If you lead a party, you need to convince the electorate that your priorities reflect theirs. But what if they don’t? Well you still need to be elected don’t you? Just blur a few lines, muddy a few waters, shift a few blames. Government talks of compassion but the words don’t match the action. It jars, like if Joe Pasquale was asked to narrate a documentary about the Hindenburg disaster.

2016 was a dumpster-fire of a year. We were encouraged to clamber over each other to escape from it, whilst turning round to blame the charred corpses for getting in the way. The “anti-establishment” triumphed over the “metropolitan elites”. Finally. Thank goodness. And whether your preferred anti-establishment candidate was a multi-billion dollar property tycoon who spent his entire life milking the establishment, or a privately-educated tax-avoiding ex-commodities broker who is currently losing his shit about not getting a knighthood from the establishment, at least now is the time to bask in their victory. They’ve taken back control. I just wished they looked happy about it rather than flailing about with a mixture of confusion, anger and panic, like a dog handed the controls of the Space Shuttle and asked to complete re-entry.    

So how do you project a unifying message, a message of hope in troubling times? You don’t. You just blame the situation on someone else. Remember when those nurses, firemen, teachers and policemen crashed the entire global financial system? What were they thinking? Thanks a lot guys. Sheesh. Now we’re going to have to “live within our means”.

I say we, but it’s only fair some people are excused. We don’t want to go too overboard. Better give MPs a pay rise, they’re going to have to work hard to sort out our mess. And bankers too, let’s not forget them. Better start increasing their bonuses again, we want to attract the top talent over here. And if worst comes to worst at least we can blame immigrants or refugees, because nothing shows you live in an inclusive, caring society like focusing on exactly which part of our tiny orbiting projectile vulnerable and desperate people were born on.

The crash was a great excuse for austerity, which was a great excuse to cut public services. And when the deficit went up, they didn’t change course: cut further, cut deeper. Like a malaria-riddled Victorian missionary struggling through dense jungle, just machete the holy fuck out of everything. We’re on a mission. Keep going. Keep going. Keep going. We hear the mantra “we need a strong economy first to fund services”. I can see that. It’s not like having a healthy, happy, educated, safe and secure population ever helped anyone is it? Maybe think of it the other way round.

After the crash we thought there might be a light at the end of the tunnel. Just keep our heads down, work hard, and it’ll all get better eventually. But it didn’t. Then things turned to Brex-shit. *Sighs* It’s like the end of the Shawshank Redemption, you’re Andy Dufresne, crawling through that sewer pipe towards a life of freedom. But when you get to the end of the pipe, you realise there’s another, and another, and another, until you can’t remember what it’s like to not be crawling on your hands and knees, surrounded by fetid stench, yearning for a different life. But by then it’s too late. You’re institutionalised. One of the pipe-people. Make the most of it. Raise a pipe-family. Little Billie and Rowdy Roddy. The Pipers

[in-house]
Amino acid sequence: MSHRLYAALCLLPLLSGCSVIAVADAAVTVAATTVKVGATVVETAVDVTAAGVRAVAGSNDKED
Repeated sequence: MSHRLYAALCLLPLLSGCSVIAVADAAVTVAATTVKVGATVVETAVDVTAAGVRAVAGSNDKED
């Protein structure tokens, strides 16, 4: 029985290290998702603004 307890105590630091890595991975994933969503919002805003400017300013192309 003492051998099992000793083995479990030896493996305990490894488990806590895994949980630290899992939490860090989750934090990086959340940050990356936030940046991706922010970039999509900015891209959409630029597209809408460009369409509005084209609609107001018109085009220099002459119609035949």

But how do you convince people that cutting services is the right thing to do? After all, these are national institutions that people are rightly proud of. Well, you don’t. You just “control the narrative”. Be creative. Use the right language. Say things like ”Overspend” rather than Underfund, Efficiency savings” rather than Crippling cuts, “Sustainability” rather than “Privatisation” and Ringfencing” instead of Failure to keep up with an entirely predictable increase in demand.

Ringfencing or protection of budgets is a great one, as all it relies on is convincing people that things don’t change over time. I could have “ringfenced” my pocket money back in the 80s, but although at the time that was sufficient to fund my ‘sitting around watching He-man and drinking Um-Bongo’ lifestyle, demands on my finances have increased and it would no longer fund the ‘crippling mortgage, wife, three kids and despair at humanity’ lifestyle I lead today.

If that doesn’t work, just remember to use really really big numbers. Like properly huge ones. It’s less obvious if one number is substantially smaller than another if it still seems pretty big. If you feel it isn’t big enough, make it seem much bigger by combining a number of years together, and if you can, compare it to a much smallerr number, ideally from the mid 18th century when you could buy a house for a tenner. If all else fails, just keep repeating a number and repeating it and repeating it, with the absolute confidence of a cult member. Say for example “An extra 10 billion pounds for the health service”. Don’t worry that it’s not true, that it’s been disproved by countless people including fellow government ministers, that you’ve stretched the time over which it’s given and that in order for it to be given you’re asking for over double that amount in cuts. In the end it sounds like a really really big number. Whoah - check out Billy Big Budget over there. Thanks mate, we’ve never had it so good. Because the trick is not just convincing people the real news is fake, it’s also convincing people your fake news is real.

And here’s the problem. To make proper choices you need to have an honest debate and weigh up the evidence. And we’re not getting that debate. Our priorities and choices may be different but at least let’s talk about it properly. Don’t let them sell us their image of a society when they do everything they can to avoid paying their fair share towards it. Don’t let them tell us something’s unaffordable or unsustainable, just because they think the 1% deserve a tax cut instead.

Keep a close eye on their choices. They’ll show you what their priorities really are.

Wednesday, 1 March 2017

One Country

We planted the flag, but it didn’t grow

Oh no! Let’s find something different to sow

We’ll pull up the drawbridge, we’ll turn off the lights

We’ll round them all up and we’ll read them their rights

We’ll build a huge wall, and we’ll get them to pay

(But if they say no, we’ll push on anyway)

We’ll strengthen the army, campaigns will be planned

(For ease we’ll find foes that are closer to hand)

And when that’s all done, we all should unite

One country, together, to fight the good fight